Playing tennis in the wind

I can still remember my university match I played in Boise, Idaho when the wind was getting so strong that some points were not about making the winning shot, but actually trying to make the ball bounce within the lines. I remember that whenever I tossed the ball for the serve I had to make couple steps and chase the ball to hit it. I lost that day and it was not because I was the worse player on the court. It was because I could not cope with the wind. 


The most important thing about playing in the wind is to first determine where the wind is blowing from and how hard it blows. I personally always look at the nearest treetop and see how it is moving in the wind. Also during the warm up you can also find out how strong the wind is. 

 

Wind is blowing in your back (you are playing with the wind)

 

When you are playing with the wind, you have a great advantage. Not only the wind will add extra speed to the ball, but mostly your opponent has to play against it which will slow his ball and both these combined is recipe for success. When there is a very strong back wind, it is important that you really try to win both games (return and serve) while playing with the wind. The advantage of serve diminishes greatly and it gets very easy to set the pace even on the returning games. While playing with the wind you should aim at keeping the ball relatively low over the net. Also try to use more topspin on the strokes as usual. Do not try to play close to the base line, but aim for a bit shorter balls. 

 

Wind is blowing in your face (you are playing against the wind)


If the wind is very strong it can get quite tricky to win points while playing against the wind. Usually you find yourself running twice as hard and defending. Your balls get shorter and shorter and you are just waiting for the change to get on the other side to win some points again. While playing against the wind, it is important to keep the depth of the balls. Try to play a bit higher over the net, dont be afraid to use more power and strength. Also it might help to play with less spin and hit the balls flatter than usually. 

 

Some people say that it is good to hit drop shots while playing against the wind. The idea behind this reasoning seems kind of right (the wind stops the ball), but for most players a drop shot is difficult as it is, if you try to do it in a strong wind, it will get even more difficult. You are more likely to miss it than to win a point with it. Drop shot is a stroke of great feeling and touch and unless your name is Roger, you are better of trying it on some nice and sunny windless days.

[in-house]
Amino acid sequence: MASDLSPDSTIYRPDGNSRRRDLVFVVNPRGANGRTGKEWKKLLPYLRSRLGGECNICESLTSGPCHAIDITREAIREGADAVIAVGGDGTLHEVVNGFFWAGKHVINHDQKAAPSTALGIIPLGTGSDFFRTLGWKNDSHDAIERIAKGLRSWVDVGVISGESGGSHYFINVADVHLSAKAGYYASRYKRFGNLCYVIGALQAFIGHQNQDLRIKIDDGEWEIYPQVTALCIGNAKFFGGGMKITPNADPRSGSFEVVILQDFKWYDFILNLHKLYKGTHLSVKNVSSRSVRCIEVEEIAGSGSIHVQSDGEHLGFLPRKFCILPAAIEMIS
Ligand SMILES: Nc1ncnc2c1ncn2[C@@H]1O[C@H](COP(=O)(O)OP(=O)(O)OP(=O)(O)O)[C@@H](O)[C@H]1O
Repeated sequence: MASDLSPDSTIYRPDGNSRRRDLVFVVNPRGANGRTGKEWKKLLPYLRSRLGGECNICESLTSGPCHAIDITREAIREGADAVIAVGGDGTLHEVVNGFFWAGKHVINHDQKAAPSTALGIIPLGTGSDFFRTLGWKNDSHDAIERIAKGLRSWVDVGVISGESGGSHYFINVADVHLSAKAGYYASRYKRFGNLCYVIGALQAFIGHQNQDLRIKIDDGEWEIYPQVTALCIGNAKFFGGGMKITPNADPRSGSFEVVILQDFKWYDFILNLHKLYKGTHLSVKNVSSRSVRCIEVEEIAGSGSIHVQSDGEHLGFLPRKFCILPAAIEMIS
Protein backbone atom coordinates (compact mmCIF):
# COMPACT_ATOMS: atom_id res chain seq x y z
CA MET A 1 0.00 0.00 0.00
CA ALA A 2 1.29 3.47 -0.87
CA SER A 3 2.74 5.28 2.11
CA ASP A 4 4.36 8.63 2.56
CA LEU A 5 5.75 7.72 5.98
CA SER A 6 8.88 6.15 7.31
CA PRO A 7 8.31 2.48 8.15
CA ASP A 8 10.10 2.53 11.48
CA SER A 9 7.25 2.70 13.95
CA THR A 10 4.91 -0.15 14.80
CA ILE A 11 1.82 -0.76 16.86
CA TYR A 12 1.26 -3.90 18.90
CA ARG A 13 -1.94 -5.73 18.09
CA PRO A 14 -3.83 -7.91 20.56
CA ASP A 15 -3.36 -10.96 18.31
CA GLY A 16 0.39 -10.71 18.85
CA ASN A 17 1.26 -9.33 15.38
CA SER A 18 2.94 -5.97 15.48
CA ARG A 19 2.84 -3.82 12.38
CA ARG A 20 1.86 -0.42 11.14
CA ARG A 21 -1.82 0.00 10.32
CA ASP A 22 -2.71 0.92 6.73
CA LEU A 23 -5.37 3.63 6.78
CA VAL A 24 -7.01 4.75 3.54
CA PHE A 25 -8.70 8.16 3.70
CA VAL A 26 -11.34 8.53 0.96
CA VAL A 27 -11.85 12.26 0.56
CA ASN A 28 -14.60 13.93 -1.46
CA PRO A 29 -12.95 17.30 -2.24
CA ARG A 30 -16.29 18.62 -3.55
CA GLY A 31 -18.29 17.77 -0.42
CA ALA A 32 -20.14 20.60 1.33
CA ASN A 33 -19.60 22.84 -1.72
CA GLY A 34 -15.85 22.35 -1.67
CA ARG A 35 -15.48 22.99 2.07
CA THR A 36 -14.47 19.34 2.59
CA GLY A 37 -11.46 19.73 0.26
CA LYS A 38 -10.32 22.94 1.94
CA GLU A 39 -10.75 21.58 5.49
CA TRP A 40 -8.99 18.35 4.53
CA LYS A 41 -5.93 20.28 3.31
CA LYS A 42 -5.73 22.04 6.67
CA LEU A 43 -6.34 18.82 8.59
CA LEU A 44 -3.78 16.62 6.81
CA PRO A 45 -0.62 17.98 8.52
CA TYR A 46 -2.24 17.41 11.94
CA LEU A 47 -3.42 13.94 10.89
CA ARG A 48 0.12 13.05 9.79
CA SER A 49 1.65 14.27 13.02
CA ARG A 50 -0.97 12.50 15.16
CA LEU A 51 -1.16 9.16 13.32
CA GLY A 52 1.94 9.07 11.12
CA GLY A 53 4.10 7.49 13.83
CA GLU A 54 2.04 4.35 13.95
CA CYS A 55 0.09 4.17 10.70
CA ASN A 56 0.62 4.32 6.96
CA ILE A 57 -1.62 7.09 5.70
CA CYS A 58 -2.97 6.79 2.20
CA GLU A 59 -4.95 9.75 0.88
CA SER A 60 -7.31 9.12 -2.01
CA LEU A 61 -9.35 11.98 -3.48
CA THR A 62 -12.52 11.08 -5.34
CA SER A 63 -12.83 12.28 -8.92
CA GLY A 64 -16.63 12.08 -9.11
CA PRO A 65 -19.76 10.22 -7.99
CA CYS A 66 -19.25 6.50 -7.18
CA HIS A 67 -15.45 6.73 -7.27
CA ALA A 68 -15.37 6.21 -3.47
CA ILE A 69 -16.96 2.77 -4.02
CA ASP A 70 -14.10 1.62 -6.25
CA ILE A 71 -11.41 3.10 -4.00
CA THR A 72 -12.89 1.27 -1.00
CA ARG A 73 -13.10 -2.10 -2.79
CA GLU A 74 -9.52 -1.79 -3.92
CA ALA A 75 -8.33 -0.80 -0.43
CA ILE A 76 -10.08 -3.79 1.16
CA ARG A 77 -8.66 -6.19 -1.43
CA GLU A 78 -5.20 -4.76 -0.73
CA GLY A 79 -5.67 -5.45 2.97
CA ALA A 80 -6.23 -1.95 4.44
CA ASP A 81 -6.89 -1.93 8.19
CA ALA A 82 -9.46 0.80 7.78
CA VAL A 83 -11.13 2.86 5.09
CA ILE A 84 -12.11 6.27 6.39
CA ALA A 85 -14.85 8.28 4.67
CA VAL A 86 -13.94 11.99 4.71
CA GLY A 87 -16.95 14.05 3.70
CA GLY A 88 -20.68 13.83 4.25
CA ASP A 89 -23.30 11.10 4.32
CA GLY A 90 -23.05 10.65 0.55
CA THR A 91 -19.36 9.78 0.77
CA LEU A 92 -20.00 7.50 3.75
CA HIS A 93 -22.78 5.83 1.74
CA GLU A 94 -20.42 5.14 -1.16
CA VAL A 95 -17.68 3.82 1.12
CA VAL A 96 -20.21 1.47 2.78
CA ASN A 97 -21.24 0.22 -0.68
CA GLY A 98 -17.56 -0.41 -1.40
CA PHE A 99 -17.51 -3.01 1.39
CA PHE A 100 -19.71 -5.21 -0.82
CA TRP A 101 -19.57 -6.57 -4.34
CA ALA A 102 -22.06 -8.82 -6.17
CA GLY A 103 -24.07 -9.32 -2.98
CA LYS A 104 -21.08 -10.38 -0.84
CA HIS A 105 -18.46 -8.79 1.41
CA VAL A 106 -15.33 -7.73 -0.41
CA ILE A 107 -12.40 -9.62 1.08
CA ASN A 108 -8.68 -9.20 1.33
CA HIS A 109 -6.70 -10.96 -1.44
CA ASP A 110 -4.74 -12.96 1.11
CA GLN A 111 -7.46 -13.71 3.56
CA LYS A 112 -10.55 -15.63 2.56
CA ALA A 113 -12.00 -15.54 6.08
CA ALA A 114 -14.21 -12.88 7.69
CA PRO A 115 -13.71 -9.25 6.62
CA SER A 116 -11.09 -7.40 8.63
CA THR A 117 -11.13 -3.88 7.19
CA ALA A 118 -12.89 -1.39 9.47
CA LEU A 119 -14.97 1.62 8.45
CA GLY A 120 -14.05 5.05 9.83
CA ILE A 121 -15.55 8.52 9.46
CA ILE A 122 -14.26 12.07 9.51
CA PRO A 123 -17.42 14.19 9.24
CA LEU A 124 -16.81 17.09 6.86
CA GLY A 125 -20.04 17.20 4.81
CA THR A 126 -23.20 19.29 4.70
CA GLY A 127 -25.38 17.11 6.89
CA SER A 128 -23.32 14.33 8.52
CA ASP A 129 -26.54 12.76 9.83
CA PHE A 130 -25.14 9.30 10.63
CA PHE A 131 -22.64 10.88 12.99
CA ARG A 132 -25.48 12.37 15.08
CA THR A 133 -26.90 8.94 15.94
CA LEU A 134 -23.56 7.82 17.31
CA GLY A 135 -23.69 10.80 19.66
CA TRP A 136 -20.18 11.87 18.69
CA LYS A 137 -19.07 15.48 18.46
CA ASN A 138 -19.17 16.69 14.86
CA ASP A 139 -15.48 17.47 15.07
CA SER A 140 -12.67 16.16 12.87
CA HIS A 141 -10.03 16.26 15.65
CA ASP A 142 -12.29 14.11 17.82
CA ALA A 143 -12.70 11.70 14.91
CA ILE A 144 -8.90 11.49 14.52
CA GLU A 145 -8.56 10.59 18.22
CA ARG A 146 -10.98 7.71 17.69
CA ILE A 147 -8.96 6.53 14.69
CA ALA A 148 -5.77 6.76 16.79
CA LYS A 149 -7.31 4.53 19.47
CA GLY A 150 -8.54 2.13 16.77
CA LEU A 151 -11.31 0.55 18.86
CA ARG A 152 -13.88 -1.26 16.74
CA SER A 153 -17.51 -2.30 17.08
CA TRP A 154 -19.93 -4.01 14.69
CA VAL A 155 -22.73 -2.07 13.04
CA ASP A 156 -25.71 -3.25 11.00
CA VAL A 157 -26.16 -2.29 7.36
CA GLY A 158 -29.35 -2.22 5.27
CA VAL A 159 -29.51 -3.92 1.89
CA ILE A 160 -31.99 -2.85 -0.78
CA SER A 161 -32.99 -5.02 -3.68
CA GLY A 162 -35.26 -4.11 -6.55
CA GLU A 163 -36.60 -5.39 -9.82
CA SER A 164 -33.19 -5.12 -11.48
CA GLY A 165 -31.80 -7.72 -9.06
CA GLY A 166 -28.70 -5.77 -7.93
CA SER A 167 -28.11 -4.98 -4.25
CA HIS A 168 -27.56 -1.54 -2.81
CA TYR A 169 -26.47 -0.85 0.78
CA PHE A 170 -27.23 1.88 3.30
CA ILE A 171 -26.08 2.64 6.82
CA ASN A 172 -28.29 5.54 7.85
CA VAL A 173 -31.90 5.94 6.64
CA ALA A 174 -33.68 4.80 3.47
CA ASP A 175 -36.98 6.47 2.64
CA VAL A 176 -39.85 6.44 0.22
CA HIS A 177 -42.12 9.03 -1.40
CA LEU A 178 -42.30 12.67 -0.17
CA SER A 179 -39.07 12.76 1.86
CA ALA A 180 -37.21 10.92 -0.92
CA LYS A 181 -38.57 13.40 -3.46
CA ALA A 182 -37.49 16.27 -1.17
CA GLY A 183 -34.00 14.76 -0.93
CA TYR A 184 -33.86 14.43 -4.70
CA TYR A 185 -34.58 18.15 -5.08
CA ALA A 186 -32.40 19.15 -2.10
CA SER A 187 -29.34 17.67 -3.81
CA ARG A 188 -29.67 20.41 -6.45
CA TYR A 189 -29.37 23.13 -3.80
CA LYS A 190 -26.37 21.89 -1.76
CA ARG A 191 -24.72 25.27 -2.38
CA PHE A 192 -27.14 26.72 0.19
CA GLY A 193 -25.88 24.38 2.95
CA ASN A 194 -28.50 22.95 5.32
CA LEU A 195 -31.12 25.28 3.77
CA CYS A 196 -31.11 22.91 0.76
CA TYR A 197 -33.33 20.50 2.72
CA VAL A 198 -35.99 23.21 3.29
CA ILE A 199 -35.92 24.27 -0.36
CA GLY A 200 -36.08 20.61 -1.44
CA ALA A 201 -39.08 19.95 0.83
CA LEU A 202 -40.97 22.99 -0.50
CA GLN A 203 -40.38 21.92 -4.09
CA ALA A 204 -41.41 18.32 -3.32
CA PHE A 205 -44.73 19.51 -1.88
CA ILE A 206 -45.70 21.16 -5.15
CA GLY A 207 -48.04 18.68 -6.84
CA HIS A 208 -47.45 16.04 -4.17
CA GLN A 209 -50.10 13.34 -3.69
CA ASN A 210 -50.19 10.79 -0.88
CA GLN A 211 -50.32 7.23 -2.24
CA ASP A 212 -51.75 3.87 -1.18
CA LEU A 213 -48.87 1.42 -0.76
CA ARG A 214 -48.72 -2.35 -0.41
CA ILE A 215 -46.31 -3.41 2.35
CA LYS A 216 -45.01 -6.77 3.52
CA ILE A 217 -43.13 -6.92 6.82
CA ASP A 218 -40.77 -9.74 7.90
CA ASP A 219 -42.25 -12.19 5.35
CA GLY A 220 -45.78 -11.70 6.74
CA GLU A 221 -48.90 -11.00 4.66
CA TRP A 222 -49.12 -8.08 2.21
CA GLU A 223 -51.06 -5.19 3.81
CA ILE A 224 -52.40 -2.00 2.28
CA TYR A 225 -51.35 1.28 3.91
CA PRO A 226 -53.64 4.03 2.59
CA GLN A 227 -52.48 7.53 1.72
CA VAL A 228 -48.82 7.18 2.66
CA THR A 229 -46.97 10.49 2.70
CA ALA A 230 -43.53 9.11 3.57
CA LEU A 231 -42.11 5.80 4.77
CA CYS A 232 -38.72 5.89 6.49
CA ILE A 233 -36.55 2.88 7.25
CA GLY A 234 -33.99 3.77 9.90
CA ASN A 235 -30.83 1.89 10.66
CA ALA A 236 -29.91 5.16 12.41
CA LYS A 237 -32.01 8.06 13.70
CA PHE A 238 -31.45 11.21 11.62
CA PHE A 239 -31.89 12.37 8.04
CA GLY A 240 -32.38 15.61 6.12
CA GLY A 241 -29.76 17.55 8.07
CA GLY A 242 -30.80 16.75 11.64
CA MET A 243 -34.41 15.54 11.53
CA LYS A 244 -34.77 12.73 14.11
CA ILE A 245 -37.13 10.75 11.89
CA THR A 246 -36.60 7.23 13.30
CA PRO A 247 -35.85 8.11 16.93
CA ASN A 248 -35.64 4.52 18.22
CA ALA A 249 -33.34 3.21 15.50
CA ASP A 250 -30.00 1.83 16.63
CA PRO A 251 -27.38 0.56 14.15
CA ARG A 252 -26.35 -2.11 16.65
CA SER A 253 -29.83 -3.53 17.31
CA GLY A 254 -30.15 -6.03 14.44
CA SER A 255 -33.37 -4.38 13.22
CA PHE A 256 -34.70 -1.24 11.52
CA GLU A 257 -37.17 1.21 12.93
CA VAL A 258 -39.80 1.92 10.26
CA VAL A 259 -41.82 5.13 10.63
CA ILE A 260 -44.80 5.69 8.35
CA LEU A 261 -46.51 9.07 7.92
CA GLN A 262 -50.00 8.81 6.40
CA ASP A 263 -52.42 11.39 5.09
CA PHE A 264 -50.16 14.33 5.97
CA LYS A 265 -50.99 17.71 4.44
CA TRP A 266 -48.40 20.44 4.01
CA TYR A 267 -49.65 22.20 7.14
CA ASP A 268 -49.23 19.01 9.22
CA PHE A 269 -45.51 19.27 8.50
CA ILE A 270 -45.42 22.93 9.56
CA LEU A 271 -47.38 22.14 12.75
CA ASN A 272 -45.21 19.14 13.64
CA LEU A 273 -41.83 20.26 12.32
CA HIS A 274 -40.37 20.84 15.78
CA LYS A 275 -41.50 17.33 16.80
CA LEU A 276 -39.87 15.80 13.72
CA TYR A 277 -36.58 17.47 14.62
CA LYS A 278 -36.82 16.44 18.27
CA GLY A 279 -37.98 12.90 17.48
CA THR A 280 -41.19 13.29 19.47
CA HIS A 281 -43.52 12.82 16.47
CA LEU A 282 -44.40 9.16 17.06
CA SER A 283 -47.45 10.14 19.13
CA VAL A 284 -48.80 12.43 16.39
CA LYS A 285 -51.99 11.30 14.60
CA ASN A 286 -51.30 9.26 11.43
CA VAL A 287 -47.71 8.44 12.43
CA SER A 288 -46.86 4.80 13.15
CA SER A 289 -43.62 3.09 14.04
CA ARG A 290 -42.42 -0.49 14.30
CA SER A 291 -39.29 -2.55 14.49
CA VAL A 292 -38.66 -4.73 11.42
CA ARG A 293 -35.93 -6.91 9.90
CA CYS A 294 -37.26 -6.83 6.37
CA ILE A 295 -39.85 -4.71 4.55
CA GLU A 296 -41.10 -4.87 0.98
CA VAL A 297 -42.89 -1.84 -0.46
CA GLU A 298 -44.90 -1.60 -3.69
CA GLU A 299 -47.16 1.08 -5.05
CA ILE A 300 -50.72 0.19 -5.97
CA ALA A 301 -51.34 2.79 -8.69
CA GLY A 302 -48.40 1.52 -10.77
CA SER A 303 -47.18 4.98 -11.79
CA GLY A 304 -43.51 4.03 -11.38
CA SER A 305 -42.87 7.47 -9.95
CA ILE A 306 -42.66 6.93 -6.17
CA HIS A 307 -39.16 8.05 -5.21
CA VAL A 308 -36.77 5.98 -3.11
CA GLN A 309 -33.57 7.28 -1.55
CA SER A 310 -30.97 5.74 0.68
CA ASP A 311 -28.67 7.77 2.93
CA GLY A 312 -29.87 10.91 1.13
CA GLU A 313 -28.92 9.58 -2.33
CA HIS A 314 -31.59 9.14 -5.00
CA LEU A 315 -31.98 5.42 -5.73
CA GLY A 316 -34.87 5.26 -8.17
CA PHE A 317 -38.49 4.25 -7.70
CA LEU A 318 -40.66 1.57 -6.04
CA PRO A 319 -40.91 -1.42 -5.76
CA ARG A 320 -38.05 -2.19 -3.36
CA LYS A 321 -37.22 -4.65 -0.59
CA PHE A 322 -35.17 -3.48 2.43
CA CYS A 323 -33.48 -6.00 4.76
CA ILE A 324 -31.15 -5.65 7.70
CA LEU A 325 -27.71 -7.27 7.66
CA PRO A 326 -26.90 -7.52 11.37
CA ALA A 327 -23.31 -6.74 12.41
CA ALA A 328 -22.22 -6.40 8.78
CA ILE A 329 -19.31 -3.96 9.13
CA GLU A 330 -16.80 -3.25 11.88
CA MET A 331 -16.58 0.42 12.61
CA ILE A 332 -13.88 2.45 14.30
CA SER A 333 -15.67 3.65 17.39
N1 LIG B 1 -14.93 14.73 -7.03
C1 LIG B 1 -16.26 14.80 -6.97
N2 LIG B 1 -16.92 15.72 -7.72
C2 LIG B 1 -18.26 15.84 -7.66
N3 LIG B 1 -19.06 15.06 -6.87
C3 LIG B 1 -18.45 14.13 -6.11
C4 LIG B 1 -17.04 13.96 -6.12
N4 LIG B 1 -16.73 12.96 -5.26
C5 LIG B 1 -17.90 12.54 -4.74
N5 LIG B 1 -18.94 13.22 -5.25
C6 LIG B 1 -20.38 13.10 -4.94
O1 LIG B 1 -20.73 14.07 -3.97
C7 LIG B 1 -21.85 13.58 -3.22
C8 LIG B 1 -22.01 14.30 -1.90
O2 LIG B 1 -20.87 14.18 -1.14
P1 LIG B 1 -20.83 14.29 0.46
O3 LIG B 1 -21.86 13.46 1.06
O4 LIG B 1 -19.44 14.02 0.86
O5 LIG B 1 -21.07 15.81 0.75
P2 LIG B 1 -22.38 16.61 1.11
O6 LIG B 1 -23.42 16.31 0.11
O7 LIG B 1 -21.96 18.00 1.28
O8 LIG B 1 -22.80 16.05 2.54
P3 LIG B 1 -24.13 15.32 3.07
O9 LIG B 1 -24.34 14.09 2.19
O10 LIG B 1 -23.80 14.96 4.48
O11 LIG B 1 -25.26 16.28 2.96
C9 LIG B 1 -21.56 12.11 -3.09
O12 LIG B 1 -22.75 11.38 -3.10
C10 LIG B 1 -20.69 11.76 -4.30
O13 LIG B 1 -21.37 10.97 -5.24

Side wind

 

The side wind creates probably the most difficult conditions for playing tennis. If the wind is realtively strong, it gets very difficult to look for the right position to hit the ball. It takes a lot of experience and improvisation in strokes to play in such conditions. Dont expect to be playing nice tennis in these conditions. You are more likely to see random shots and strokes, reaching for the ball, last second foot adjustments and all kinds of funky stuff. For the serve, try to keep the toss as low as possible, and preferable do not wait untill the ball is falling down, but try to hit while it is still raising or in the point when it stops. For the ground strokes, try to keep the rallies going crosscourt against the wind. It is very tempting to play with the wind (because you think that the wind will take the ball even wider out of the court), but this will result in a lot of mistakes. 

 

Lots of players get very frustrated while playing in the wind. For me it is now actually quite fun (I realized that after the Boise match). It takes lots of improvisations and adjusted strokes to play in windy conditions. It is tennis, but on the next level. It is easy to hit the ball when the conditions are ideal, it gets difficult when they are not. Wind is a challange that can separate the good from the great and breaks the stereotype of an everyday game. 

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